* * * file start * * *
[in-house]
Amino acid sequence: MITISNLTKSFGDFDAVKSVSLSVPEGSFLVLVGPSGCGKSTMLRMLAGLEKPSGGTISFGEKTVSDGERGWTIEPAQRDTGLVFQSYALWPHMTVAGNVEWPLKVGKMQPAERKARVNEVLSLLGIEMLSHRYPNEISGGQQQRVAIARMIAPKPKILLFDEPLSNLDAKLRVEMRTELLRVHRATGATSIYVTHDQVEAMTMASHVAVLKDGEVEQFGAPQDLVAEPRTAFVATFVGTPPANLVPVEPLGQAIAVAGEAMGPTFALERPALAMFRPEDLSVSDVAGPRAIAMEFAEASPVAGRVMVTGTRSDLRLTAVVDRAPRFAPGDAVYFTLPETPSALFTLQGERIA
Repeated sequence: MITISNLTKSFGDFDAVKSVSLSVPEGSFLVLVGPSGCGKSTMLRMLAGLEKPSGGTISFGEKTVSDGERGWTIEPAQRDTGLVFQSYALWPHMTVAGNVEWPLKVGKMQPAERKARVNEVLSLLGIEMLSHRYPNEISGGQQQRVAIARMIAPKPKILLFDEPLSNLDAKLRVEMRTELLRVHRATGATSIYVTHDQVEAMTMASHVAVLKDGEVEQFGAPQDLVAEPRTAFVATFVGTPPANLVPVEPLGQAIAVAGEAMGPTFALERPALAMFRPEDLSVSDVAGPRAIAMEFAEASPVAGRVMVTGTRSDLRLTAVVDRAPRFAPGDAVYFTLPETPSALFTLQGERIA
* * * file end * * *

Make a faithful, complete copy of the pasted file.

[in-house]
Amino acid sequence: MITISNLTKSFGDFDAVKSVSLSVPEGSFLVLVGPSGCGKSTMLRMLAGLEKPSGGTISFGEKTVSDGERGWTIEPAQRDTGLVFQSYALWPHMTVAGNVEWPLKVGKMQPAERKARVNEVLSLLGIEMLSHRYPNEISGGQQQRVAIARMIAPKPKILLFDEPLSNLDAKLRVEMRTELLRVHRATGATSIYVTHDQVEAMTMASHVAVLKDGEVEQFGAPQDLVAEPRTAFVATFVGTPPANLVPVEPLGQAIAVAGEAMGPTFALERPALAMFRPEDLSVSDVAGPRAIAMEFAEASPVAGRVMVTGTRSDLRLTAVVDRAPRFAPGDAVYFTLPETPSALFTLQGERIA
Repeated sequence: MITISNLTKSFGDFDAVKSVSLSVPEGSFLVLVGPSGCGKSTMLRMLAGLEKPSGGTISFGEKTVSDGERGWTIEPAQRDTGLVFQSYALWPHMTVAGNVEWPLKVGKMQPAERKARVNEVLSLLGIEMLSHRYPNEISGGQQQRVAIARMIAPKPKILLFDEPLSNLDAKLRVEMRTELLRVHRATGATSIYVTHDQVEAMTMASHVAVLKDGEVEQFGAPQDLVAEPRTAFVATFVGTPPANLVPVEPLGQAIAVAGEAMGPTFALERPALAMFRPEDLSVSDVAGPRAIAMEFAEASPVAGRVMVTGTRSDLRLTAVVDRAPRFAPGDAVYFTLPETPSALFTLQGERIA